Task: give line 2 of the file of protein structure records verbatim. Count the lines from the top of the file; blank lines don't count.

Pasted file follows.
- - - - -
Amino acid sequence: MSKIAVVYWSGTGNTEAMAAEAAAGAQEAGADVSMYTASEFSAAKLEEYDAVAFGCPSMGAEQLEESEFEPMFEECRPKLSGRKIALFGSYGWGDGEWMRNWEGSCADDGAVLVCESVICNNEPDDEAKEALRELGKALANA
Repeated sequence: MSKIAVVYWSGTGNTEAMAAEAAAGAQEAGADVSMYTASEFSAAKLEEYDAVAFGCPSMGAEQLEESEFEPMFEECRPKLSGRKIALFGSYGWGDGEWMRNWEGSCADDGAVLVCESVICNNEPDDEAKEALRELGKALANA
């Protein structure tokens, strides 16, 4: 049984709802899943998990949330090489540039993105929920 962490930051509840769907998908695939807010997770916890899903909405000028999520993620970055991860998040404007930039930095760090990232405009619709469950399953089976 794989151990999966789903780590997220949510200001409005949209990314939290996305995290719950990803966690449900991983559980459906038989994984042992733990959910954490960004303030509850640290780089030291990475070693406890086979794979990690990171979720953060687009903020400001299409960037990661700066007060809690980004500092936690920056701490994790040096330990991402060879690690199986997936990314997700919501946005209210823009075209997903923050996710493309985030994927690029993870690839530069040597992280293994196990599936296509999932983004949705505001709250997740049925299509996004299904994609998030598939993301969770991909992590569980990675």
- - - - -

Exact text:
Repeated sequence: MSKIAVVYWSGTGNTEAMAAEAAAGAQEAGADVSMYTASEFSAAKLEEYDAVAFGCPSMGAEQLEESEFEPMFEECRPKLSGRKIALFGSYGWGDGEWMRNWEGSCADDGAVLVCESVICNNEPDDEAKEALRELGKALANA